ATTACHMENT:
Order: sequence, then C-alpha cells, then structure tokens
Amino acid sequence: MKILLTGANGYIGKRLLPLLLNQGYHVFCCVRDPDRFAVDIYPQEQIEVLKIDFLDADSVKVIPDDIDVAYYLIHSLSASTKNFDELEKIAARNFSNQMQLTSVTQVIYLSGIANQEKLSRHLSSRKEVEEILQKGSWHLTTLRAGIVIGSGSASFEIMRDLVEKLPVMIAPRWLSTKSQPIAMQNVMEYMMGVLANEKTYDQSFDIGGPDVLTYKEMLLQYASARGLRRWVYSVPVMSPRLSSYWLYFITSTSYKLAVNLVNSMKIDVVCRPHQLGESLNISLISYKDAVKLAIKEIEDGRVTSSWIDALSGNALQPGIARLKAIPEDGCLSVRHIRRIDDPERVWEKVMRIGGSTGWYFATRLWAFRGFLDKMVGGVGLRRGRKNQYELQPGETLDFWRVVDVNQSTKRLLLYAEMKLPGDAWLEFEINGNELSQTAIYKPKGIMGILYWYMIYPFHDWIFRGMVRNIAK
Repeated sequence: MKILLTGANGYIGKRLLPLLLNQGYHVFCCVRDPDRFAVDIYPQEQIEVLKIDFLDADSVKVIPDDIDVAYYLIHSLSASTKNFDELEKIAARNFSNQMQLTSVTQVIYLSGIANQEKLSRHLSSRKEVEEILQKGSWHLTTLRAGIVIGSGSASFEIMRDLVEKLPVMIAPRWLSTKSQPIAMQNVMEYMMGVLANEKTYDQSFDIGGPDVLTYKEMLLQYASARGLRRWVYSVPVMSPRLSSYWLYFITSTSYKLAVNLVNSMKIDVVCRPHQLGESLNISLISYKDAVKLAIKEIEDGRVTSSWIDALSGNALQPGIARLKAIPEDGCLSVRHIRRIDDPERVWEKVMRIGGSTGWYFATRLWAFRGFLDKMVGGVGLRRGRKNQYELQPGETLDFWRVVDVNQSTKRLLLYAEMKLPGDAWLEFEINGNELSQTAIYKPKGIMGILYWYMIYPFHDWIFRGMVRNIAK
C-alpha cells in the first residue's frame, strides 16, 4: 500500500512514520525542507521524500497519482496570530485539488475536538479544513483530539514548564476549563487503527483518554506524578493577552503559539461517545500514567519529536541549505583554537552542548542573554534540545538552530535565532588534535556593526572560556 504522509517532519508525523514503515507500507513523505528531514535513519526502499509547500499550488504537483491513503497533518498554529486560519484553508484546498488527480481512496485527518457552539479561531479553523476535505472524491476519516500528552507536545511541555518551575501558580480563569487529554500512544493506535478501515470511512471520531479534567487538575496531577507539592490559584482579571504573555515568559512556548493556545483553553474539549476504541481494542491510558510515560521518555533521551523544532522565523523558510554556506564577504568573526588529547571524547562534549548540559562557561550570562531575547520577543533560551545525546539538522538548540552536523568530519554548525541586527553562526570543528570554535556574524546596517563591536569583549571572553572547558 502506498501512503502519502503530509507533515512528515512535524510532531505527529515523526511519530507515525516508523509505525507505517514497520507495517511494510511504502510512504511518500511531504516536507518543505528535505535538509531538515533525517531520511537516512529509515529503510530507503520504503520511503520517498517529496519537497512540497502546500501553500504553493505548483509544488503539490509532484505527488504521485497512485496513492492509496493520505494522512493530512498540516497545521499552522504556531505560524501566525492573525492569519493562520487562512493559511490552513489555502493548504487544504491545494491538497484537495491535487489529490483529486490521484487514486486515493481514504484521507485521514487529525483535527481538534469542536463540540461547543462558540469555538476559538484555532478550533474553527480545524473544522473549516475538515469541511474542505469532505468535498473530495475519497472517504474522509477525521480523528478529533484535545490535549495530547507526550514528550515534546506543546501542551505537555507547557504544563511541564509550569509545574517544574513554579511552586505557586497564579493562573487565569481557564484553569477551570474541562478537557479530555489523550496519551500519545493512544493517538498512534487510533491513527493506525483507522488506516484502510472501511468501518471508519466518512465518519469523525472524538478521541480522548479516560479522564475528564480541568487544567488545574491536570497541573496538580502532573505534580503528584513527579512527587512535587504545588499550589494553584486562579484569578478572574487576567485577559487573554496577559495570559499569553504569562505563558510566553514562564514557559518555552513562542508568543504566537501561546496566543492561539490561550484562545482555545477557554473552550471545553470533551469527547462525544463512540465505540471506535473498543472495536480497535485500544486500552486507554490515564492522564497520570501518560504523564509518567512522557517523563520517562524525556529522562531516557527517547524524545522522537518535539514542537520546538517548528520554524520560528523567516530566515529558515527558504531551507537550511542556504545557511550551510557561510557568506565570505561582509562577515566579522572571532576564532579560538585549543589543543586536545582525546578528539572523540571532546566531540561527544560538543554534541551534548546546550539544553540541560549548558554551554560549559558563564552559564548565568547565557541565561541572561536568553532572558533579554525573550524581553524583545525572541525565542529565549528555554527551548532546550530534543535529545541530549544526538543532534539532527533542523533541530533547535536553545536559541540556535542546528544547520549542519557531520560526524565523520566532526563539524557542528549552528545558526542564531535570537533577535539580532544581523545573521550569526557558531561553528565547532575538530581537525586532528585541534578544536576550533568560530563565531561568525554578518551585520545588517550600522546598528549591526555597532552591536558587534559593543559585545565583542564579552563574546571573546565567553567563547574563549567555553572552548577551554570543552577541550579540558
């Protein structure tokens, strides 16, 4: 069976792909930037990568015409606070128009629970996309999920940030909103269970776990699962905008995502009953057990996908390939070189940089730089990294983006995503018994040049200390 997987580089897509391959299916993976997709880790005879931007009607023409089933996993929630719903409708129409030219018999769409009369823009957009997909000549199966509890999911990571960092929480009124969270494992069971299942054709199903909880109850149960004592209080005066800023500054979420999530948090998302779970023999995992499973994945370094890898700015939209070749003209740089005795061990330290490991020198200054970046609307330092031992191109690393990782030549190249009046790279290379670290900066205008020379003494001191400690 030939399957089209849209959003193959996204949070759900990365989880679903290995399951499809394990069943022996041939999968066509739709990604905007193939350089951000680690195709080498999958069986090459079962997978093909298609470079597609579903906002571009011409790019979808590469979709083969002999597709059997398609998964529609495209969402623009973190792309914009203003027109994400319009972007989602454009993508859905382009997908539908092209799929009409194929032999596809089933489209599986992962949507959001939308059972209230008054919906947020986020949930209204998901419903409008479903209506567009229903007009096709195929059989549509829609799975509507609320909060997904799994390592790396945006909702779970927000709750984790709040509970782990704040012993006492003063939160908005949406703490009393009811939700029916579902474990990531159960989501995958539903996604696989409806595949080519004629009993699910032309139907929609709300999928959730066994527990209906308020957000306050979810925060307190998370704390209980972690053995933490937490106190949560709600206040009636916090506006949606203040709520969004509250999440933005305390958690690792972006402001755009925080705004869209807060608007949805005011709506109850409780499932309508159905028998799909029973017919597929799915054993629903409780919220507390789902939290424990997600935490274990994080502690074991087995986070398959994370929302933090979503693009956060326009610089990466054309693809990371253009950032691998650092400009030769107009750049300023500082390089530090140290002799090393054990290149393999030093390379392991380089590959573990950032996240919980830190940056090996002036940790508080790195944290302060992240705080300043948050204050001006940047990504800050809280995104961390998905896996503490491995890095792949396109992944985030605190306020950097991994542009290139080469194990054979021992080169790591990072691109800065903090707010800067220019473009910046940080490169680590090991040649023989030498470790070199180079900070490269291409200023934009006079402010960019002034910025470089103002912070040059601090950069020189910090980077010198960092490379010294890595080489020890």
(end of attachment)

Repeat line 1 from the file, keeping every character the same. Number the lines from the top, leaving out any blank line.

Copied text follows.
Order: sequence, then C-alpha cells, then structure tokens